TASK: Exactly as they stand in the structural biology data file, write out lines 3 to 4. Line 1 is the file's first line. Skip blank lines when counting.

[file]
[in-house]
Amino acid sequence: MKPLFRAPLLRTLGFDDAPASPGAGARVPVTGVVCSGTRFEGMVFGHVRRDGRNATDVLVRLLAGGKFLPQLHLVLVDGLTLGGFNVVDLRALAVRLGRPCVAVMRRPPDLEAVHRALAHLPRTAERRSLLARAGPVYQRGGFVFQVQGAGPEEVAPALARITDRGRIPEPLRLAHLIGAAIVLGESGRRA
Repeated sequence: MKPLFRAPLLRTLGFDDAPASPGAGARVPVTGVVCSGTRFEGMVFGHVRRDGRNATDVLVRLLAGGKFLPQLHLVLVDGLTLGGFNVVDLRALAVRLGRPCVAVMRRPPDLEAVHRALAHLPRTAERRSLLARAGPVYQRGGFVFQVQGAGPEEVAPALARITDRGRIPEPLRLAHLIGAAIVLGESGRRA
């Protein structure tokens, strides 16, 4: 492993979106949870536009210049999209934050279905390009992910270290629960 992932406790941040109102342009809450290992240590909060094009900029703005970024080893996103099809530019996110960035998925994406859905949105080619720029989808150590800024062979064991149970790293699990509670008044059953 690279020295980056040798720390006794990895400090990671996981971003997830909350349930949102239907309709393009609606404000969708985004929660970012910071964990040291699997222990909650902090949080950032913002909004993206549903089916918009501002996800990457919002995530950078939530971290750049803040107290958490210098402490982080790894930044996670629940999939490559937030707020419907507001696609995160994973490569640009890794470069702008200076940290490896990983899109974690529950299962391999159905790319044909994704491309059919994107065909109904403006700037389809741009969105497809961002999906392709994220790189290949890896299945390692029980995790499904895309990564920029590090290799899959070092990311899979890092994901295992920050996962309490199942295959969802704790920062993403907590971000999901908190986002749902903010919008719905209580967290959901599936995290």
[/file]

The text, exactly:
Repeated sequence: MKPLFRAPLLRTLGFDDAPASPGAGARVPVTGVVCSGTRFEGMVFGHVRRDGRNATDVLVRLLAGGKFLPQLHLVLVDGLTLGGFNVVDLRALAVRLGRPCVAVMRRPPDLEAVHRALAHLPRTAERRSLLARAGPVYQRGGFVFQVQGAGPEEVAPALARITDRGRIPEPLRLAHLIGAAIVLGESGRRA
């Protein structure tokens, strides 16, 4: 492993979106949870536009210049999209934050279905390009992910270290629960 992932406790941040109102342009809450290992240590909060094009900029703005970024080893996103099809530019996110960035998925994406859905949105080619720029989808150590800024062979064991149970790293699990509670008044059953 690279020295980056040798720390006794990895400090990671996981971003997830909350349930949102239907309709393009609606404000969708985004929660970012910071964990040291699997222990909650902090949080950032913002909004993206549903089916918009501002996800990457919002995530950078939530971290750049803040107290958490210098402490982080790894930044996670629940999939490559937030707020419907507001696609995160994973490569640009890794470069702008200076940290490896990983899109974690529950299962391999159905790319044909994704491309059919994107065909109904403006700037389809741009969105497809961002999906392709994220790189290949890896299945390692029980995790499904895309990564920029590090290799899959070092990311899979890092994901295992920050996962309490199942295959969802704790920062993403907590971000999901908190986002749902903010919008719905209580967290959901599936995290």